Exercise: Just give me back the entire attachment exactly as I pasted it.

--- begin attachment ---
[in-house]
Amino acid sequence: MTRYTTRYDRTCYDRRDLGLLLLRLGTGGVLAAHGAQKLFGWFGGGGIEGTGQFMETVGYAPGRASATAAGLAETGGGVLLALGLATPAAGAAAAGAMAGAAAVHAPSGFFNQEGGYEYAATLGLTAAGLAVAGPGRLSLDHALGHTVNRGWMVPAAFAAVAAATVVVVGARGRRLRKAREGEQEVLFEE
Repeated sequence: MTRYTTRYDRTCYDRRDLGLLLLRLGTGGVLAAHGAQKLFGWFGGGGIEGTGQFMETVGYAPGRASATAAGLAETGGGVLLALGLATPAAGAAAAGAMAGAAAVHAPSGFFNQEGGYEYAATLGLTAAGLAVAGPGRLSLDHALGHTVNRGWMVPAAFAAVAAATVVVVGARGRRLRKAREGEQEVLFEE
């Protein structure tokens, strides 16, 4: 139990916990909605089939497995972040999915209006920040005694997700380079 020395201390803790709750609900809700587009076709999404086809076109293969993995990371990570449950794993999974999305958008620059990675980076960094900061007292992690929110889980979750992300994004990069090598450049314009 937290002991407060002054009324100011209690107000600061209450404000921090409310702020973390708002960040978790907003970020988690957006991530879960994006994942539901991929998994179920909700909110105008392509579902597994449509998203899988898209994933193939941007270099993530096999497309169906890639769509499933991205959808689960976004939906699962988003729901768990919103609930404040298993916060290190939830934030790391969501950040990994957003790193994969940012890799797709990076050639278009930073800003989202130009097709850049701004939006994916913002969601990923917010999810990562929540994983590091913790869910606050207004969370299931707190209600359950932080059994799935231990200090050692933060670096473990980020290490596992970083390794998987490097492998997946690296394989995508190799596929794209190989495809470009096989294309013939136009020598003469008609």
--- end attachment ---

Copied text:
[in-house]
Amino acid sequence: MTRYTTRYDRTCYDRRDLGLLLLRLGTGGVLAAHGAQKLFGWFGGGGIEGTGQFMETVGYAPGRASATAAGLAETGGGVLLALGLATPAAGAAAAGAMAGAAAVHAPSGFFNQEGGYEYAATLGLTAAGLAVAGPGRLSLDHALGHTVNRGWMVPAAFAAVAAATVVVVGARGRRLRKAREGEQEVLFEE
Repeated sequence: MTRYTTRYDRTCYDRRDLGLLLLRLGTGGVLAAHGAQKLFGWFGGGGIEGTGQFMETVGYAPGRASATAAGLAETGGGVLLALGLATPAAGAAAAGAMAGAAAVHAPSGFFNQEGGYEYAATLGLTAAGLAVAGPGRLSLDHALGHTVNRGWMVPAAFAAVAAATVVVVGARGRRLRKAREGEQEVLFEE
């Protein structure tokens, strides 16, 4: 139990916990909605089939497995972040999915209006920040005694997700380079 020395201390803790709750609900809700587009076709999404086809076109293969993995990371990570449950794993999974999305958008620059990675980076960094900061007292992690929110889980979750992300994004990069090598450049314009 937290002991407060002054009324100011209690107000600061209450404000921090409310702020973390708002960040978790907003970020988690957006991530879960994006994942539901991929998994179920909700909110105008392509579902597994449509998203899988898209994933193939941007270099993530096999497309169906890639769509499933991205959808689960976004939906699962988003729901768990919103609930404040298993916060290190939830934030790391969501950040990994957003790193994969940012890799797709990076050639278009930073800003989202130009097709850049701004939006994916913002969601990923917010999810990562929540994983590091913790869910606050207004969370299931707190209600359950932080059994799935231990200090050692933060670096473990980020290490596992970083390794998987490097492998997946690296394989995508190799596929794209190989495809470009096989294309013939136009020598003469008609």